Shares of Seadrill (NYSE: SDRL) haven't been the same since management announced that its restructuring plan will likely involve significant shareholder losses. So no matter what the company's earnings looked like this quarter, they weren't going to ease any investor's nerves.
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The funny thing is, though: If not for the pending restructuring, this quarter would look like Seadrill is making progress toward alleviating its woes. Here's a look at the company's most recent results.
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By the numbers
|Metric||Q1 2017||Q4 2016||Q1 2016|
|Revenue||$569 million||$667 million||$891 million|
|EBITDA*||$291 million||$354 million||$528 million|
|Net income||$57 million||$127 million||$149 million|
|Earnings per share||$0.13||$0.26||$0.27|
Data source: Seadrill earnings release. *EBITDA = earnings before interest, taxes, depreciation, and amortization.
Dropoffs in revenue and earnings have been quite common for rig companies lately. Not only are new contracts hard to come by, but the work that rig companies have picked up recently has either been short-term or at much lower day rates. This market dynamic is likely to continue for quite some time, as there are an awful lot of idle rigs out there; that puts pricing power in the hands of the customer.
If we looked at these results in isolation, there would be some good things to pick out. One is that EBITDA margins remained constant compared to this time last year; this means that management has been able to control costs to some extent. Also, Seadrill was able to pay down $244 million in debt, thanks to cash from operations and the West Mira settlement -- Seadrill terminated the construction contract because of shipyard delays -- and was able to add cash to the balance sheet. At the end of the quarter, Seadrill had reduced its total debt outstanding to $9.64 billion and increased its cash pile to $1.46 billion.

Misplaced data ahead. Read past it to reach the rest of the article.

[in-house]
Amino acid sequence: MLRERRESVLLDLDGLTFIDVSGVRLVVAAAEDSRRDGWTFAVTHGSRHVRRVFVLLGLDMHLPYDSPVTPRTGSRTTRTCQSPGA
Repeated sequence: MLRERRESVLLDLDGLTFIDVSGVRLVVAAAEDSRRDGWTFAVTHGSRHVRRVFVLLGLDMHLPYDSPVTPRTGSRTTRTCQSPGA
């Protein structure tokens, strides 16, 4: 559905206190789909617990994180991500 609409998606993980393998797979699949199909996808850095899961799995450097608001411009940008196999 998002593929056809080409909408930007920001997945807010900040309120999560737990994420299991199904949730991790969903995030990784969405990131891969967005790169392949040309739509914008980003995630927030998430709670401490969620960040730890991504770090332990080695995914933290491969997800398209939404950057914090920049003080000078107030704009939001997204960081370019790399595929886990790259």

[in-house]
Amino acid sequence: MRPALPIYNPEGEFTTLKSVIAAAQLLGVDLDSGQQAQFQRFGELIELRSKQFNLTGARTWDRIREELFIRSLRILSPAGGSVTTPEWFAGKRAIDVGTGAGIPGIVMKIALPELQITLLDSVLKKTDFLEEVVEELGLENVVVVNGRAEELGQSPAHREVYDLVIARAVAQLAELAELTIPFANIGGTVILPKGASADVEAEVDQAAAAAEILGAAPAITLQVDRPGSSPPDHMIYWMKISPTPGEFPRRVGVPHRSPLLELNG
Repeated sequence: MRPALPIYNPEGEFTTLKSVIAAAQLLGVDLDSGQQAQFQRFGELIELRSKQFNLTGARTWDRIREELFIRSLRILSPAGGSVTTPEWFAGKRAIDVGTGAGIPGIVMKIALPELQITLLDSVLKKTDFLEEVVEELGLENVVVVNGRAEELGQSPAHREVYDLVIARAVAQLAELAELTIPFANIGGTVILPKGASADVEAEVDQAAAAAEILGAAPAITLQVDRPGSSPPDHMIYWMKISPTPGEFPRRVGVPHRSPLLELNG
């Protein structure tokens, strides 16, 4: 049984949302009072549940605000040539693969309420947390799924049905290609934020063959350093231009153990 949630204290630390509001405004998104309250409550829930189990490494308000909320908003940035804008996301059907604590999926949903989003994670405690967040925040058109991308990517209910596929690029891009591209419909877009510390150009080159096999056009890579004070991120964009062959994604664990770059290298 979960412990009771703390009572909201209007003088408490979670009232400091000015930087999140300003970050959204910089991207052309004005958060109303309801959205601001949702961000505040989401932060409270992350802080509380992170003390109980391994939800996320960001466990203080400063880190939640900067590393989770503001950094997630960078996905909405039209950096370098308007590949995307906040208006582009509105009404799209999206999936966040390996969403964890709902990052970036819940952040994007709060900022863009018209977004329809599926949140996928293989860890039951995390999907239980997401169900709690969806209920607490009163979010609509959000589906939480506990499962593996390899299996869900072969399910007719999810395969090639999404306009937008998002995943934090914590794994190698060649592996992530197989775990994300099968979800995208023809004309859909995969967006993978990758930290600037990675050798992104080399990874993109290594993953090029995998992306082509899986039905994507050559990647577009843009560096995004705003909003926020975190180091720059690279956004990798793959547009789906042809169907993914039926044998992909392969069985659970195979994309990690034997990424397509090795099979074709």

Signs of a turnaround?
There's no chance that the market for offshore rigs will change overnight, and we may not ever get back to the $500,000 to $600,000 range for day rates ever again. That said, there are the slightest hints in Seadrill's most recent earnings release that things could start to get better from here. Over the first quarter, Seadrill signed several spot contracts and contract extensions that added $603 million to its backlog of work. A significant portion of that was a 29-month contract extension for its SeaMex joint venture in Mexico.
Since the end of the quarter, though, management announced another $1.4 billion in backlog additions at its subsidiary North Atlantic Drilling (NYSE: NADL). The customer, ConocoPhillips, extended the contracts for two of its harsh-environment jack-up rigs by 10 years. That agreement also excludes any potential performance bonuses.
These aren't enough deals to right the Seadrill ship, but at least it looks like the rudder is pointing in the right direction.
A new leaf, sort of
Another thing that was announced in conjunction with earnings was the retirement of CEO Per Wullf. He will be succeeded by the company's chief commercial officer Anton Dibowitz at the end of June. Wullf will stay on the Board of Directors.
Even though Dibowitz has been with the company since 2007, this is probably the worst time possible to take over, as he will now need to handle the negotiations with creditors that, according to management, could involve filing for Chapter 11 bankruptcy.
What a Fool believes
It's hard to imagine that these results will change the trajectory of Seadrill's renegotiations that much, but a quarter where it has signed some decent-sized contracts could at least make the final deal slightly more palatable for shareholders. Ultimately, though, no investors should be looking to buy this stock until the terms of the renegotiation are announced, and we have a clearer picture of what Seadrill will be.
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